Yes, Jeff Goldstein does elucidate his haiku for the concerned reader, although that doesn't make it any more logical.

49. Find a product or service that is named "Elan." Copy and paste the link, and explain whether the company named itself appropriately or not.
Again, answers may vary greatly...and again, it's the EXPLANATION that counts. If it sounds logical, give them credit.

50. Identify at least THREE types of effusion and identify their location on the human body.
Pleural: Lungs/Chest cavity
Pericardial: Heart
Parapneumatic: Lungs (inside)
Subdural: Brain
Tympanic/Otitus Media: Ear
Joint: Various Joints

Tuesday, November 04, 2008

Helpful Hints

Now that the first quarter is over, I’m sure everyone is either very relieved or very anxious about how it went. As I’ve mentioned, within the last month or so, your test scores are starting to split into two distinct groups: those who are showing obvious improvement, and those who are stagnating.

If you feel you’re not improving, here are some ideas that may help you boost your scores in the coming months...

1. Get a prep book! Use it! Regularly. I don’t make this a “requirement” for the class, since there’s no way I can enforce it without wasting a lot of time playing cop, but it’s quite clear who has--and who has not--been taking additional practice tests on their own. The strongest students in previous years are the ones who prepare for the in-class tests by taking a test at home the night before. It’s a good idea, even if it’s not an assignment.

If a prep book is not available to you, there are many websites that offer bits and pieces of AP prep materials. Google books has a few, as well. There’s no reason you can’t find stuff if you try. Be proactive. Success is your responsibility, not mine.

2. Study the list of literary terms. The one I posted is not necessarily the best one, it’s just what was available online. There should be a list in every prep book, too. Knowing these terms is a key part of building a vocabulary with which you can intelligently discuss any literary work.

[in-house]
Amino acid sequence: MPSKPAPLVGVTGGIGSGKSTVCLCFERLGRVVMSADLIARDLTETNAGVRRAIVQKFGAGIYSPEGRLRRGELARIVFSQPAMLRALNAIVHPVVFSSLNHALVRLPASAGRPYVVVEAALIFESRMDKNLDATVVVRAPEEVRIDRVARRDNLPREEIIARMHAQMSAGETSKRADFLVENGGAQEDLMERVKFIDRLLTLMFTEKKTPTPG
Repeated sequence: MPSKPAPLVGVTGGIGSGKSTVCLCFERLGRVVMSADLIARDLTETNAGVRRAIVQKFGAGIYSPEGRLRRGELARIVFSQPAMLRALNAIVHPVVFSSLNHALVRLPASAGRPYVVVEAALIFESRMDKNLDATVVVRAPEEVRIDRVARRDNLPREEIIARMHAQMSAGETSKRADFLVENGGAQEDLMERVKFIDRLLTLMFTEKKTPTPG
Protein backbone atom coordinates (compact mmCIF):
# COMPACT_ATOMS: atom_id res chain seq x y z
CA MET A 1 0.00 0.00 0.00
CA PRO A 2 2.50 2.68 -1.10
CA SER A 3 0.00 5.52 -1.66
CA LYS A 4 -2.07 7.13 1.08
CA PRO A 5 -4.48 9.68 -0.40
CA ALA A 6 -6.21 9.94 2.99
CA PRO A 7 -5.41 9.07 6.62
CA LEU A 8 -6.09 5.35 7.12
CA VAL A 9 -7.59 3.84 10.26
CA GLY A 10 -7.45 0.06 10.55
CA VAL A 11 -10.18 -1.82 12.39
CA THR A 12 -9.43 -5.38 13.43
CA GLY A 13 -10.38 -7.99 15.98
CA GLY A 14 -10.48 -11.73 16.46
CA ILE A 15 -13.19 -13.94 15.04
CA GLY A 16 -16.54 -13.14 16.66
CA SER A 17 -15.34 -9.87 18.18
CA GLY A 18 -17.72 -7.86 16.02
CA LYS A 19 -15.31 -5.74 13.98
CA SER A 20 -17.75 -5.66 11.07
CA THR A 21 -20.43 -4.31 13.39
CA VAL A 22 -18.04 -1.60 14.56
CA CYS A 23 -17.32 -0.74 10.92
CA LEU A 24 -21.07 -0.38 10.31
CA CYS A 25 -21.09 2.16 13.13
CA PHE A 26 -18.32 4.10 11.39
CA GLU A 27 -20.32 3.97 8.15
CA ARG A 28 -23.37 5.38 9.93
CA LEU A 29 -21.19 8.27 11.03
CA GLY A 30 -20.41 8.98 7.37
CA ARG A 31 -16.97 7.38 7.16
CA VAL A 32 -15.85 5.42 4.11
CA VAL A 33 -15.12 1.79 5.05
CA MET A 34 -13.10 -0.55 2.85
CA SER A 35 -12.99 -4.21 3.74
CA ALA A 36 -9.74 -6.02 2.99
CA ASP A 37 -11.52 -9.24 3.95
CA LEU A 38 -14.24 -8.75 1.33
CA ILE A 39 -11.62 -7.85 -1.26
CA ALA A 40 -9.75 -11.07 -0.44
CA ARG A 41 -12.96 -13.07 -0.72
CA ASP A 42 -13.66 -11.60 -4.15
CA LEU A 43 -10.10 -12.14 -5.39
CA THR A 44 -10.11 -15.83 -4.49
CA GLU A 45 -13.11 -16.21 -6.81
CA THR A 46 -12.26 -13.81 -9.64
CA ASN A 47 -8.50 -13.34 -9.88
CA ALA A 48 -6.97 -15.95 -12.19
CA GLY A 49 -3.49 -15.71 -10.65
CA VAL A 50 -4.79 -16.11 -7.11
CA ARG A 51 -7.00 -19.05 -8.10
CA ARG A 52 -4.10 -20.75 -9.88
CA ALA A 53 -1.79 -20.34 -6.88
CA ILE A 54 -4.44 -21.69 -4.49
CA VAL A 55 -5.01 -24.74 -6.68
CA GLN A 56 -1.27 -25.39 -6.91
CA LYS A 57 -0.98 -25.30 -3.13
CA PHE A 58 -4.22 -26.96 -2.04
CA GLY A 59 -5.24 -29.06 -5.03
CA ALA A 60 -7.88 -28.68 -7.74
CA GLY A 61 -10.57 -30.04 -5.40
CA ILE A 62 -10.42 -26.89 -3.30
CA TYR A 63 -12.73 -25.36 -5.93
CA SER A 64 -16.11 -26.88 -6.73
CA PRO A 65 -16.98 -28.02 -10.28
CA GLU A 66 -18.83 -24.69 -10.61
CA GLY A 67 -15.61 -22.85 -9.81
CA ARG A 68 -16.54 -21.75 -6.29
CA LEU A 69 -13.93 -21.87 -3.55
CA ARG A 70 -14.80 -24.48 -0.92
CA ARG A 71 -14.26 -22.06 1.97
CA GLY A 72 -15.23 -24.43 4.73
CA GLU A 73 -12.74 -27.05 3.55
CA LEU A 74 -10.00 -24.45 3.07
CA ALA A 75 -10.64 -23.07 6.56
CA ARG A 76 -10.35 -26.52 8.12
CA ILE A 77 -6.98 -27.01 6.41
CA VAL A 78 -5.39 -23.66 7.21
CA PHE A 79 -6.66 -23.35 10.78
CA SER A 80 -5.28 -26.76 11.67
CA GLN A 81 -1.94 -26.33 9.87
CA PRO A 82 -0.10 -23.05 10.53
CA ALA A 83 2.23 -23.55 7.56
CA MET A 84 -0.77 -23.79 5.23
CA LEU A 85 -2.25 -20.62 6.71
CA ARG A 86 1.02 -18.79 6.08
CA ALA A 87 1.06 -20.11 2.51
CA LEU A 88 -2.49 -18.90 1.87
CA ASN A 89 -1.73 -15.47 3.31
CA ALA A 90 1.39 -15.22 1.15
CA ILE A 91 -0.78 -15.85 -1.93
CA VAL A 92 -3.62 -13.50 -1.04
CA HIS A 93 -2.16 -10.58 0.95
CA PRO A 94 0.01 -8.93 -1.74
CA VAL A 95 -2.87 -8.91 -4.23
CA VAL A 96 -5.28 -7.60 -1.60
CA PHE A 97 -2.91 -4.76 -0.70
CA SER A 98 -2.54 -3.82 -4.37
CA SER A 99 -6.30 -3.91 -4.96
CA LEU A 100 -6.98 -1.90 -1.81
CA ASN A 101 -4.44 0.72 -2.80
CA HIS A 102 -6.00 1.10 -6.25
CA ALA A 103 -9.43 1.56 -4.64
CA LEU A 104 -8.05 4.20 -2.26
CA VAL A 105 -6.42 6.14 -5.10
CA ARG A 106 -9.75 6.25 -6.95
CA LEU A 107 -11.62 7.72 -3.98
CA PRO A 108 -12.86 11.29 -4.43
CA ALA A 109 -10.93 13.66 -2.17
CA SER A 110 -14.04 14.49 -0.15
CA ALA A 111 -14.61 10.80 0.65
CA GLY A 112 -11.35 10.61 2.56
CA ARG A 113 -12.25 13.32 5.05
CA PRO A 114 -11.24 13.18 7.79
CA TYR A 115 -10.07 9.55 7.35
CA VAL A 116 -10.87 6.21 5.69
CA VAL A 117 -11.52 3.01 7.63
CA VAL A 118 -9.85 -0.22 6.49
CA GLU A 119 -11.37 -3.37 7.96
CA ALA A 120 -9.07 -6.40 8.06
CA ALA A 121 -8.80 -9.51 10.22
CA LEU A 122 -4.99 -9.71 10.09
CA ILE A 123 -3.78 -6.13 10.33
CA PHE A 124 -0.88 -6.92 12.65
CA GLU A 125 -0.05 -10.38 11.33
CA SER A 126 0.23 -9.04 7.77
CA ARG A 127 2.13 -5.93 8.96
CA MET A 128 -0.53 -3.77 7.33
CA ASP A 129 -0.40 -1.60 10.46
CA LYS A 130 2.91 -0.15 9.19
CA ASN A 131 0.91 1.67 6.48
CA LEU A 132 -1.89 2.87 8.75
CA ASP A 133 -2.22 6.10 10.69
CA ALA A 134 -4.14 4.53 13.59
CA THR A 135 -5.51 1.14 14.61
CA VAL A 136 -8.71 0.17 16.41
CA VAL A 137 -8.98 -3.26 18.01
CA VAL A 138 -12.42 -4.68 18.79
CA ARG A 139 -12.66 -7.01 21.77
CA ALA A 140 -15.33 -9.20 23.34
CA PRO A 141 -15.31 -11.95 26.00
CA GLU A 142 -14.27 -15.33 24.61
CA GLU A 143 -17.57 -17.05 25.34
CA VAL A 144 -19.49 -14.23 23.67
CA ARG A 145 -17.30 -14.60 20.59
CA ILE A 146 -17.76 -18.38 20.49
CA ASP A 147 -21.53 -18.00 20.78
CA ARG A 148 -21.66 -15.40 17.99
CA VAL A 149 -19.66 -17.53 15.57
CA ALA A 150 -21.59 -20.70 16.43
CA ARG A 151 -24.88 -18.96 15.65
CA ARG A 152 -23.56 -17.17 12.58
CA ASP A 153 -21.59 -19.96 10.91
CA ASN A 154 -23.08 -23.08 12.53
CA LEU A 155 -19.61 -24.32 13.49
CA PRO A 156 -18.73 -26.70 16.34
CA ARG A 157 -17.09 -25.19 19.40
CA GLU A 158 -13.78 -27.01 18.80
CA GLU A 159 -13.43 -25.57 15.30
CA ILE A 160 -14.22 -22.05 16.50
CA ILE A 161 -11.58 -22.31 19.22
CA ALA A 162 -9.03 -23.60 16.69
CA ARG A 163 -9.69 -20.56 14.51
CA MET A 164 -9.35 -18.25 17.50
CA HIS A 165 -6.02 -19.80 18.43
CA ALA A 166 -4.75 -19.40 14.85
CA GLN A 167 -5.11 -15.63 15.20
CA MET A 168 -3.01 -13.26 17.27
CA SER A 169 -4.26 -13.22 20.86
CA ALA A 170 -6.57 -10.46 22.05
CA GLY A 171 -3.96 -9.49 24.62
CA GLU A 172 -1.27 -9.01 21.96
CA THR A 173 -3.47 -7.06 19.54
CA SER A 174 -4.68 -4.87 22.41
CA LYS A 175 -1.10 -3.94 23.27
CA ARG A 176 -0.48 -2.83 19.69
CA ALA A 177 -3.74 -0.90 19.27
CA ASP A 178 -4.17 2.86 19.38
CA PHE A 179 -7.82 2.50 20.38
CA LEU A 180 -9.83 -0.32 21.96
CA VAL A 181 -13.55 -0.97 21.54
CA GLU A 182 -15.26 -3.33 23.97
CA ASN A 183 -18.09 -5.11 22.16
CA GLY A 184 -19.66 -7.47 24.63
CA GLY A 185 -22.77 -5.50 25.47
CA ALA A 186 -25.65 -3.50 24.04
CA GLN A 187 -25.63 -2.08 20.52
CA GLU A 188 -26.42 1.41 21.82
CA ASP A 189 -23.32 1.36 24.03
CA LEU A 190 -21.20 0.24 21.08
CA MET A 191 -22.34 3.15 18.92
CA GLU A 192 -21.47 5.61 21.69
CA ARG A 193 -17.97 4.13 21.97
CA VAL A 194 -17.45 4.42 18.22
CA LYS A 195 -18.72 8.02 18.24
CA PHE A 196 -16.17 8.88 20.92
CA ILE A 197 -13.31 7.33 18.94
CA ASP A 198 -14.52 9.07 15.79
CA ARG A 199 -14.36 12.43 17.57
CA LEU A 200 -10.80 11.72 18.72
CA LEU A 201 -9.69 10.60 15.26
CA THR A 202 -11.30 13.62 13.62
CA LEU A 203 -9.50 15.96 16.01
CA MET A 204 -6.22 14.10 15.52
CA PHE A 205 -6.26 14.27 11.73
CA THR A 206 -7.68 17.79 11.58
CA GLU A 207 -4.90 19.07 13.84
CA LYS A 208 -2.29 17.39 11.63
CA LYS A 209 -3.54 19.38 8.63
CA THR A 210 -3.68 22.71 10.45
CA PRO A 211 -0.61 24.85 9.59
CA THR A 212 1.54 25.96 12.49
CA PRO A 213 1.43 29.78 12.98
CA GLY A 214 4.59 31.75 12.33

3. Know how to scan a poem. I’ve posted a website on the blog that discusses this in detail, but again, a prep book should also cover this basic skill (you can also google “scan a poem” and TONS of sites pop up). It is useful on both the MC poetry passages and the poetry essay prompt.

4. Do the assigned readings ON TIME! I can tell that a fair number of you aren’t staying caught up on the readings. You tend to be completely quiet and avoid eye-contact during lectures. I don’t think it’s a coincidence that the same students who sheepishly avoid looking at me and never have anything to say are often also the ones who score low on tests. Cause and effect,’s simple.

The readings aren’t capriciously assigned. I chose these texts for very specific reasons, and I genuinely believe they will help you do well on the AP test. If you don’t read them BEFORE the assigned dates, then you are simply not getting everything you can from the lectures because I am going on the assumption that you’ve done the reading.

5. Refer to the blog regularly. Subscribe to it if you can (it may require a Gmail account...I like Gmail in general, it works. And no, I don’t get a kickback from Google). I post a lot of information on the blog, if you don’t bother keeping up with it, it’s like being absent from class. Because our time is so tight, I use the blog to disseminate materials and review administrative details. It is an INTEGRAL part of the class, you cannot afford to ignore it.

6. If your exam scores are stagnating, work extra hard to boost your grade on the essays and vocabulary tests. Honestly, folks--and I hope I’m not being mean here--not everyone came into the class with the same skill levels or prior knowledge. Some students are simply less well prepared than others for the challenge of rigorous AP-level critical reading. But that doesn’t mean those students are weaker writers, or less capable in vocabulary development. If you feel that you’re in over your head on the practice tests, apply your energies towards doing your absolute BEST on the other elements of the class. They will carry you through even if you continue to struggle with the exams.